How do we stand for the best of America? How do we show who we are – proudly, steadfastly and with dignity and strength?
That was the question asked not too long ago by a group of concerned Santa Clarita citizens who get together regularly to discuss local and national issues. It’s a non-partisan group, made up of Democrats, Republicans and independents like me.
There are senior citizens and college kids. There are combat veterans and civilians. There are religious leaders and atheists. There is pretty much every kind of person you can imagine, just like the population of Santa Clarita itself.
There should be a lot that separates them, but instead the thing that unites them is a sense that this great country has lost its way. Apathy and confusion allowed people of bad faith to ascend to leadership positions. Manipulation and propaganda deluded good-hearted people into voting for them.
So how do we come back from that? How do we restore the ideals of integrity, honesty, and generosity that make up the America that we teach our children about?
Usually, the discussions in this group of citizens focuses on voter registration, local town halls, and topics like health care, veterans’ benefits, clean air and water, equal rights, and whatever daily scandal emanates from the White House.
On this day, the talk turned to symbols. How do we show what we believe? How do we demonstrate it in a moderate district that actually leans left in voter registration, but is represented in Sacramento and D.C. by the extreme right?
We’re a year away from the next election, and decisions are still being made about candidates, so there are no campaign signs to post. Being against Trump isn’t enough; you have to be for something.
So the question is how you represent and stand proud for your beliefs – like fairness, equality, the rule of law, common sense and patriotism? All things currently lacking from some of our elected officials.
Symbols have power. They unify. They speak for us, even when no words are used. They represent the great volume of what we believe in a single image. When there is integrity and action behind them, they have immense meaning.
But, yes, they can also be superficial and hypocritical. Think of the scarlet “Make America Great Again” hats that have tags inside that read “Made in China.” Or think of the gleaming flag pin on the lapel of a politician with a clenched, equally gleaming smile as he tells smooth lies while voting the opposite way and hoping you won’t notice. These aren’t symbols of belief. They’re masks.
This group of Santa Clarita residents was trying to find a way not to hide who its members are but to demonstrate it proudly. Could the group come up with original signs? A logo? Maybe bumper stickers? What would the symbol be?
It shouldn’t be a political party symbol, because this group has members of both and did not prioritize party over country. It had to be something that stood for equality for all, diversity of background and opinion. It should be uplifting and positive, inspiring hope that all these ideals can be restored.
It should stand for those on the margins of society as well as the powerful. It needed to be something that says clearly, “We may be different, but we will not be divided.”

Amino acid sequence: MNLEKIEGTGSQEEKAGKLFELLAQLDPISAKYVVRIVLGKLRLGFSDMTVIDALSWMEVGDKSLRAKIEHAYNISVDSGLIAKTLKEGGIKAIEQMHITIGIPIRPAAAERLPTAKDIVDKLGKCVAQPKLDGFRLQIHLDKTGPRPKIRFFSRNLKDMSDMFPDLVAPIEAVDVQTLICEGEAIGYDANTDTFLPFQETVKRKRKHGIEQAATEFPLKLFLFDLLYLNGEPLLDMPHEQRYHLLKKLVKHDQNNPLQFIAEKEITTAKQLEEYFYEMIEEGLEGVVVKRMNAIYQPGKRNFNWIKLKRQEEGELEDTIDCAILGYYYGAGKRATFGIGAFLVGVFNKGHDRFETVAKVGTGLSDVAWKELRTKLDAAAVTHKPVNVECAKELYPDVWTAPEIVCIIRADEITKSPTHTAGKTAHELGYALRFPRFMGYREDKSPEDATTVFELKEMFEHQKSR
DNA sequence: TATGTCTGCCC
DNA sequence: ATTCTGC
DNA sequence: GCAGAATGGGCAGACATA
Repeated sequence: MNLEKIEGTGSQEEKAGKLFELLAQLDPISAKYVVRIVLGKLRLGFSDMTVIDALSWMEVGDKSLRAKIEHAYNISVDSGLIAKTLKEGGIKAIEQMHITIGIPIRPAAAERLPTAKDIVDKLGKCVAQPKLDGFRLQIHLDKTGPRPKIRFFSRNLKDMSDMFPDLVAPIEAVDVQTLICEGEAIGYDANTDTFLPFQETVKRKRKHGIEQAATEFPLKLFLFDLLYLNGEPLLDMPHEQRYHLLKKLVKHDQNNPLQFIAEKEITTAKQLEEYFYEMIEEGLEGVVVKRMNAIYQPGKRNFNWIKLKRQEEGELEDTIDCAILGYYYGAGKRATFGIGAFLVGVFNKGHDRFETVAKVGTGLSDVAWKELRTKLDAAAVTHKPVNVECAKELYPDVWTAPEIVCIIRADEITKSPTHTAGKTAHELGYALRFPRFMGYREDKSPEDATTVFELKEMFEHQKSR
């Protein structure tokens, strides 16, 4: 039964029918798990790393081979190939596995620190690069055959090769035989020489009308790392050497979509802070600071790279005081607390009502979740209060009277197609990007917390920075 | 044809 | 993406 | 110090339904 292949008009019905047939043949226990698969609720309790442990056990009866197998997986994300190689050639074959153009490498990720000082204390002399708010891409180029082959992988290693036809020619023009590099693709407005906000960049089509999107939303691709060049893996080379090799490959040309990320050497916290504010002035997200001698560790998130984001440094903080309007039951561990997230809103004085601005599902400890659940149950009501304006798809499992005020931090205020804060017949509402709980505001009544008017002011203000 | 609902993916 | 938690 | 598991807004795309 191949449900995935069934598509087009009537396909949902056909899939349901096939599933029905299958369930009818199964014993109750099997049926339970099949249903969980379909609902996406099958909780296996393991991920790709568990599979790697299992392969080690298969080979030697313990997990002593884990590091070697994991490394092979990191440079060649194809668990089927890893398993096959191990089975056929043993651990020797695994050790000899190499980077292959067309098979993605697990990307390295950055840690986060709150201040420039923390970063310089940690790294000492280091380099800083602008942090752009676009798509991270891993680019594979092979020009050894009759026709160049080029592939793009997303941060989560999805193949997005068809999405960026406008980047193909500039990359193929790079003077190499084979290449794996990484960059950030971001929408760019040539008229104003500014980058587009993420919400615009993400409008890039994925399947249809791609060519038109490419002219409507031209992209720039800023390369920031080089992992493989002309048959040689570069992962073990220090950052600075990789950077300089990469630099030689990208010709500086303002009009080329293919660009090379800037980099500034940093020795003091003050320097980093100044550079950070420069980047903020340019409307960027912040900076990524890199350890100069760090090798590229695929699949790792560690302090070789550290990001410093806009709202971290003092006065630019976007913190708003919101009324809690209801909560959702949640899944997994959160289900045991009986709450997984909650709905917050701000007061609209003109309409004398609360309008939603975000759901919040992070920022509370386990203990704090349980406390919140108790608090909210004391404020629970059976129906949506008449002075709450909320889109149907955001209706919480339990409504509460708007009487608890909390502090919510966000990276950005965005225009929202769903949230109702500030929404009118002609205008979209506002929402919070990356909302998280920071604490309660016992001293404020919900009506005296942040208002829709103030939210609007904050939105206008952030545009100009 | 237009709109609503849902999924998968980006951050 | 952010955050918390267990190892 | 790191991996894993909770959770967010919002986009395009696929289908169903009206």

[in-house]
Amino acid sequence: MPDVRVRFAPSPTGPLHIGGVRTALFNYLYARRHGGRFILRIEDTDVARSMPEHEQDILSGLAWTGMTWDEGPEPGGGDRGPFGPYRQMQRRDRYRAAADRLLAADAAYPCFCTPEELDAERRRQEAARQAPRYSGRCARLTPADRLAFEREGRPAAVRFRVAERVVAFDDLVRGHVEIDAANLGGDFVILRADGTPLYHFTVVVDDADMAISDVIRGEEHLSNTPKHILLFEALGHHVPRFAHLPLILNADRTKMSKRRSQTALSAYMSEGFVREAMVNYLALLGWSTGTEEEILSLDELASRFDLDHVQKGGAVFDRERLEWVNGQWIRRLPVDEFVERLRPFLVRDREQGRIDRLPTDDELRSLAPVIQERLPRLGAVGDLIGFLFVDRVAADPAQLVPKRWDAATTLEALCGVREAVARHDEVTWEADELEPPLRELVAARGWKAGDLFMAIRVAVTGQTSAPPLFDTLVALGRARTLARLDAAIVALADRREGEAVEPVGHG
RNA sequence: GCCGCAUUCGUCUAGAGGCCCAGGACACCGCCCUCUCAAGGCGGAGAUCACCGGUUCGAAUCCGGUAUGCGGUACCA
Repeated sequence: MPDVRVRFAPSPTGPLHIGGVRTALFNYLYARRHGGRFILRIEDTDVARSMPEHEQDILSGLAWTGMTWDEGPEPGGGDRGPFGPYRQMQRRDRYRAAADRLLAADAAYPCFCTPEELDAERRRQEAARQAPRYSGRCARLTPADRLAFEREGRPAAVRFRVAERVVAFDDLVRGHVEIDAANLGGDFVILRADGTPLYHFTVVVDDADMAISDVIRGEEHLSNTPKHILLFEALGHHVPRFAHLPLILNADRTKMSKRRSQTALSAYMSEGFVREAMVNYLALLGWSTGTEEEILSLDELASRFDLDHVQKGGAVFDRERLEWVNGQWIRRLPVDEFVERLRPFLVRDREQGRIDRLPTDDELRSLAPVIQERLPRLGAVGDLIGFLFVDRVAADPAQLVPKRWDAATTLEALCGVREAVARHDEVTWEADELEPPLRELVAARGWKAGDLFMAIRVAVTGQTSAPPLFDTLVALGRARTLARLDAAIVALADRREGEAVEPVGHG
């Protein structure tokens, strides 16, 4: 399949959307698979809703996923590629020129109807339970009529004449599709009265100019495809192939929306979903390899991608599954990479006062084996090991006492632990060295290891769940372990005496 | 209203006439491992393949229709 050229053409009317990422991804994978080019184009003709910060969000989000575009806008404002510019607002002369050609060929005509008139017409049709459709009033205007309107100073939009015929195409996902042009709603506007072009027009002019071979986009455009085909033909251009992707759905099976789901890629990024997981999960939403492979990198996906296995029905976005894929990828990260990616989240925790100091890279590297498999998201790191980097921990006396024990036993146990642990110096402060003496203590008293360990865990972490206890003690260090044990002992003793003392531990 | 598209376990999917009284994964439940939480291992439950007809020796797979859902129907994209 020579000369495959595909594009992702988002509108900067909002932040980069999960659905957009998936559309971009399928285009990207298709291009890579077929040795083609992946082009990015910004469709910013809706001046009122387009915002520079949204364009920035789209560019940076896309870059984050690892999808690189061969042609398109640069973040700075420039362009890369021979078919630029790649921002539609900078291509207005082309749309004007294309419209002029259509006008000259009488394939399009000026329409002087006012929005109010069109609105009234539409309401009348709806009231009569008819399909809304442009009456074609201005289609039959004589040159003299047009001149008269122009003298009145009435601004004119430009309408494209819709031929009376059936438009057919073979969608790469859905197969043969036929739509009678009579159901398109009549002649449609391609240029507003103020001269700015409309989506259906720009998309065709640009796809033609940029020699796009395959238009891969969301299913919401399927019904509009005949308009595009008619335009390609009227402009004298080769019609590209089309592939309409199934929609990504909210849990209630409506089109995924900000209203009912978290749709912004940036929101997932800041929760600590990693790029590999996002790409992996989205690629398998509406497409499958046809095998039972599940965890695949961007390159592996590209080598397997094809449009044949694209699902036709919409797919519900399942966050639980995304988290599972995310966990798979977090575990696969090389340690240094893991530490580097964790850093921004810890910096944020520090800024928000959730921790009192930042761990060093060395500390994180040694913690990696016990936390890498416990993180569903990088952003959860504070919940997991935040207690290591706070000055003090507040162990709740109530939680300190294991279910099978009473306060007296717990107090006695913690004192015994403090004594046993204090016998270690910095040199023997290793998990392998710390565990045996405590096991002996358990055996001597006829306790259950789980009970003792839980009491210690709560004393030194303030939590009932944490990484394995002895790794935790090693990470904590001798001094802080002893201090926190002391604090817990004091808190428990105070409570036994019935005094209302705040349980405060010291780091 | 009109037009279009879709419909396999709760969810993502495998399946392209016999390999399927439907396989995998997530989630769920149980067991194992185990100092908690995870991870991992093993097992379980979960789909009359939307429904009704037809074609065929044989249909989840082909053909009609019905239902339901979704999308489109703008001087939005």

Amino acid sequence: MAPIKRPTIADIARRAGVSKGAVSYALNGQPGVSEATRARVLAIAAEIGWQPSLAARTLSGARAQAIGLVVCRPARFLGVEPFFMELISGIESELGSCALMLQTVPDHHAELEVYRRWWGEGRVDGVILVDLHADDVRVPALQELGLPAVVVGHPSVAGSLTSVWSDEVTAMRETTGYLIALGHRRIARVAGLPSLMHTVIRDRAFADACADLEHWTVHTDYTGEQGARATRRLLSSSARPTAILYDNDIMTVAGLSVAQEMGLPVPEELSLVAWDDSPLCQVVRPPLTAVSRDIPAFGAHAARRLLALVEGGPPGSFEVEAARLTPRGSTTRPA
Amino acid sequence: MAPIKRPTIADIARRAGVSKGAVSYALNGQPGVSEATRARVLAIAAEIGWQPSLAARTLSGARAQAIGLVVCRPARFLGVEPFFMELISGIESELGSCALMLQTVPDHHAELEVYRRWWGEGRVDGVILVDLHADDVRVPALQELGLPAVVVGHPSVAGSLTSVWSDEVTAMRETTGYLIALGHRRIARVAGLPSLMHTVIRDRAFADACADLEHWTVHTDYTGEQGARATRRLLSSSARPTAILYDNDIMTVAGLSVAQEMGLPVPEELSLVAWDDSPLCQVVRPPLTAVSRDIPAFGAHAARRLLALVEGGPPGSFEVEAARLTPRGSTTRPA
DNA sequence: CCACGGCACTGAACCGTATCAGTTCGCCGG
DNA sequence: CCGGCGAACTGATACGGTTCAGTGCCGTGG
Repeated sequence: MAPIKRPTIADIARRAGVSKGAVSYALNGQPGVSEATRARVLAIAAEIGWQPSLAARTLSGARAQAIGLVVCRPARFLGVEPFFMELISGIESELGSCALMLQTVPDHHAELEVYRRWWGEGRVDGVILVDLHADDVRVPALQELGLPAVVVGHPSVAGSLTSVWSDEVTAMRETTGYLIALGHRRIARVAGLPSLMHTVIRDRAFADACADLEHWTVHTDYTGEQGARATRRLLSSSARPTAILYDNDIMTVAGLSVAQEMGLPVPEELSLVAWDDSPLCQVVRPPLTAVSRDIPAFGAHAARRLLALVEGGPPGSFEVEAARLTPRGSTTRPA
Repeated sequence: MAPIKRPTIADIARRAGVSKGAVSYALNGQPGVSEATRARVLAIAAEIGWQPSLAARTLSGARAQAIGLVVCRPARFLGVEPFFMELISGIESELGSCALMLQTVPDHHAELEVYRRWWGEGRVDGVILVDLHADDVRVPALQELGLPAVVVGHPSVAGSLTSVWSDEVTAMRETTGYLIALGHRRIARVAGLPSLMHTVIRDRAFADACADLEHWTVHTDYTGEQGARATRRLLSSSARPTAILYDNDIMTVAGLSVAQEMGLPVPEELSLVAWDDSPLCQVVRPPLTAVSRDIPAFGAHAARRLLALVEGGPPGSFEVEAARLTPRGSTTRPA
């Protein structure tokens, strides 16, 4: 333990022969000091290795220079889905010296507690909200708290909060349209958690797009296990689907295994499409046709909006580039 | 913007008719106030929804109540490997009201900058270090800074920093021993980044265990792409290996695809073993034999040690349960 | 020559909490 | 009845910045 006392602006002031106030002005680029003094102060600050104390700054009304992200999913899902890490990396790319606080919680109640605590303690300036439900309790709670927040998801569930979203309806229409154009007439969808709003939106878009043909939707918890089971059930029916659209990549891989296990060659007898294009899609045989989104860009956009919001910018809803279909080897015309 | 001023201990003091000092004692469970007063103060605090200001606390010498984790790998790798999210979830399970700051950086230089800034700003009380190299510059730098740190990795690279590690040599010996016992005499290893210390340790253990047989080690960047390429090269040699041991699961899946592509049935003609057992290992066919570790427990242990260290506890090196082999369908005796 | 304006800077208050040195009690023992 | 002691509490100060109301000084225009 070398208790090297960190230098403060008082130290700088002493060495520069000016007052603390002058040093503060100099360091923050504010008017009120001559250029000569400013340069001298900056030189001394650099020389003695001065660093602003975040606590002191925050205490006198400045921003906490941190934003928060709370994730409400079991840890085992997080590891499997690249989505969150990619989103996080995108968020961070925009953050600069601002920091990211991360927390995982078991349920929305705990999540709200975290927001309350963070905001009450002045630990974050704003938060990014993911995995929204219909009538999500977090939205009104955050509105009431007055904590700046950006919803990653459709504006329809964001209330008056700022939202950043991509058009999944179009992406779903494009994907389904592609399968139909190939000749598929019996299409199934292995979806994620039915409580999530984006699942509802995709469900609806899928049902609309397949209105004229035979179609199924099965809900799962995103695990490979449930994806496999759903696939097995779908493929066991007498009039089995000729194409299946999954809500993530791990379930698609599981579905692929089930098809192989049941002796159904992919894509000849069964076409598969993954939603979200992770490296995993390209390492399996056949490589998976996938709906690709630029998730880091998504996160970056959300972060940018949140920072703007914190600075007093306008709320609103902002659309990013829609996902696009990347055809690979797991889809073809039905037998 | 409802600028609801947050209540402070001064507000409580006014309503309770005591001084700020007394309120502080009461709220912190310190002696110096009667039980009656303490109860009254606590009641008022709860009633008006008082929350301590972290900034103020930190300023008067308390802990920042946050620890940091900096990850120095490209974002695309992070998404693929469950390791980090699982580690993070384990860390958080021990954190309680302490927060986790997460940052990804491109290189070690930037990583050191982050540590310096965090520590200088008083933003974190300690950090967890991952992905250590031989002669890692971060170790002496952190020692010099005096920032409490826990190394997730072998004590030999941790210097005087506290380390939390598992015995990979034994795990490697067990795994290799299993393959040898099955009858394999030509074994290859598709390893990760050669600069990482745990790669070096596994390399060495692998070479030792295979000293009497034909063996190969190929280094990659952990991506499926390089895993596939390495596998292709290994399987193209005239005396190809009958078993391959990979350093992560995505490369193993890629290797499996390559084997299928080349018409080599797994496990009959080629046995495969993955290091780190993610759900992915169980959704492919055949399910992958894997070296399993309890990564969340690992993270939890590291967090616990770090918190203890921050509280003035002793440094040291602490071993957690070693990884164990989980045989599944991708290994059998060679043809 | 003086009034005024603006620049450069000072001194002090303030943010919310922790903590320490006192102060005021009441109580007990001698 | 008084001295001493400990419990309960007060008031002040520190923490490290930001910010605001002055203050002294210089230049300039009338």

As it turns out, there’s no need to come up with something new. Such a symbol already exists.
It has seven red stripes and six white ones. It has a field of 50 stars on a background of blue. It flies proudly in our moments of strength, and it lowers to half-staff in times of grief. But always, always it stands for the best of America.
This is the symbol to put outside your home if you are troubled by the actions of Congress and the man currently occupying the White House. This is the symbol you put on your car, on your Facebook page, and within your heart. Wave it proudly on the Fourth of July, on Veterans Day and Memorial Day. Display it just as proudly at demonstrations, at meetings and rallies, and protests as we rise up for decency.
And while we’re at it, instead of the usual rote chants, how about if demonstrators join in a few bars of the national anthem, “My Country ‘Tis of Thee,” “America the Beautiful” or “This Land is Your Land.” Those patriotic songs are powerful symbols, too, and I’m guessing a few of the local megaphone-wielders have good baritones.
The American flag has changed a great deal over the past two-and-a-half centuries, but so has our country. There is an inspiring symbolism in that, too.
America is great, not because it is perfect, but because its people believe we can change and become better. The flag that we have today represents that ongoing journey. We must not surrender it to those who undermine its values.
That’s why there’s no need to insert another symbol, to brand it toward one movement or another. No need to add a blue stripe for police, or rainbow hues for LGBTQ pride. Fly flags of those groups on their own, but leave the American flag as is. The whole point of it is to represent the entirety of our great country.
Pride in the flag does not mean lockstep enforcement. You can wave it to symbolize our ideals while also acknowledging that we’re not living up to them. When I see NFL players or others kneeling before it, I see a gesture of respect combined with alarm and grief. I see freedom at work. I don’t see dishonor. They aren’t changing the symbol. They aren’t dismissing it. They kneel in mourning.
Displaying the flag in these times reclaims a symbol of patriotism. It is a gesture of hope and inspiration. For those who crave a symbol of unity, of values, of integrity, we have the stars and stripes.
It stands for many things, among them: liberty and justice. For all.
Anthony Breznican is a Santa Clarita Valley resident.